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Rethinking Human Nature: A Christian Materialist Alternative to the Soul [Paperback]

By Kevin J. Corcoran (Author)
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Item Specifications...

Pages   160
Est. Packaging Dimensions:   Length: 8.02" Width: 6.08" Height: 0.34"
Weight:   0.42 lbs.
Binding  Softcover
Release Date   Jun 1, 2006
Publisher   Baker Publishing Group
ISBN  0801027802  
EAN  9780801027802  

Availability  0 units.

Item Description...
Argues for the "constitution view" of human persons, situating this view within historical, philosophical, and theological contexts and demonstrating its moral and ethical relevance.

Publishers Description
What are we as human persons? Are we immaterial souls capable of disembodied existence or merely animals destined to dust? For centuries, scholars have debated this issue, and that debate continues today.
But the question of human nature can no longer remain a topic for discussion within the hallowed halls of the academy. End-of-life ethical decisions, human cloning, fetal tissue transplants, and stem cell research all reveal the urgency and the importance of the question for ordinary people.
"Rethinking Human Nature" offers a fascinating look at what it means to be human by defending the "constitutional view"--which suggests we are constituted by our bodies without being identical to the bodies that constitute us.
Grounded in Scripture, this book connects the theology and philosophy of human nature with the moral conundrums that confront us at the margins of life.

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More About Kevin J. Corcoran

Register your artisan biography and upload your photo! Kevin J. Corcoran (PhD, Purdue University) is professor of philosophy at Calvin College, specializing in philosophy of mind, metaphysics, and philosophy of religion. He is the author of many journal articles and the editor of Soul, Body, and Survival.

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Product Categories
1Books > Subjects > Nonfiction > Social Sciences > Anthropology > General   [2910  similar products]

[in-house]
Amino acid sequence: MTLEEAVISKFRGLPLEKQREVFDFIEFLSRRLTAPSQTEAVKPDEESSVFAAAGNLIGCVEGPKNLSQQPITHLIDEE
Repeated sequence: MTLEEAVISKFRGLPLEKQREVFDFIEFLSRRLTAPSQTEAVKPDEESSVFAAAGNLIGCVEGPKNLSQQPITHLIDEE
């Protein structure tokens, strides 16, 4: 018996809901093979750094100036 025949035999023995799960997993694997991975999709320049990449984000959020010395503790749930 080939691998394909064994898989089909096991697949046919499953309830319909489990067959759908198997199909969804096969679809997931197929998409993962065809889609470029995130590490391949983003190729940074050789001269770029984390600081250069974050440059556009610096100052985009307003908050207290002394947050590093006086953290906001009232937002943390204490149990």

2Books > Subjects > Religion & Spirituality > Christianity > Reference > Theology > General   [4167  similar products]
3Books > Subjects > Religion & Spirituality > Christianity > Theology > General   [8607  similar products]
4Books > Subjects > Religion & Spirituality > Christianity > Theology > Philosophy   [1924  similar products]

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Reviews - What do our customers think?
Readable, but Incomplete  Dec 2, 2006
Kevin Corcoran, in this monograph, presents a view of anthropology that tries to remain both materialistic and faithful to orthodox Christian beliefs. His view is the constitution view of anthropology where human persons are constituted by bodies without being identical to the bodies that constitute them. Corcoran begins his book by presenting his reasons for rejecting all forms of dualism: substance, thomistic, and emergent followed by his rejection of animism or "nothing-but materialism." He then gives his definition of the constitution view and defends it on ethical grounds by investigating beginning of life issues like stem cell research and human cloning. Lastly, he defends his view on theological grounds by discussing the resurrection and the coherence of the constitution view with the Biblical witness.

Corcoran avoids using detailed technical arguments in this book since it is intended for a wide audience. He makes his case with a flowing prose style that relies heavily on thought experiments and analogies. This is still heavy reading in that Corcoran does not avoid the philosophical issues involved in anthropology altogether, but he tackles them in a non-technical way.

This book, even given its limits, is still rather incomplete. His arguments against dualism could be more robust, and his biblical discussion is rather lacking in providing positive arguments for the constitution view. He does not pretend to be an exegete in this book, so the lack of a positive case might have been the author's intent. Likewise, he introduces the dualistic and animalistic views only as a way of placing his view in the discussion and showing why there should be an alternative.

Thus, given the scope, it may be unfair to call it incomplete, but there were too many times where Corcoran presupposes the reader's familiarity with earlier argumentation regarding the "stickier" identity issues involved in discussions of this kind. He does present his defenses of the constitution view in a nutshell, but often mentions that he has given reasons in other publications why certain arguments fail to defeat his view. Furthermore, it is unclear how his crucial concept of "immanent causal connections" between physical simples successfully guides the development of the human organism and at the same time fails to be something akin to an Aristotelian form and thus technically another dualistic anthropological view. He does not address this issue in the book.

Nonetheless, this book has its strengths in being quite readable and providing a faithful materialist anthropology for Christians. Corcoran tries hard to maintain his commitments to both materialism and orthodox beliefs (including the definition of Chalcedon and the Apostles' Creed). His solution to bring these two together invoke some interesting ideas that many people would find somewhat implausible. However, I suppose the same could be said of all Christian views on death and resurrection, so that is not a problem unique to Corcoran's view. This mediating position between dualism and materialism will stand under the scrutiny of both camps for opposite reasons, but in the eyes of this thomistic dualist (yes I'm biased) it is a step in the right direction for Christian materialists.

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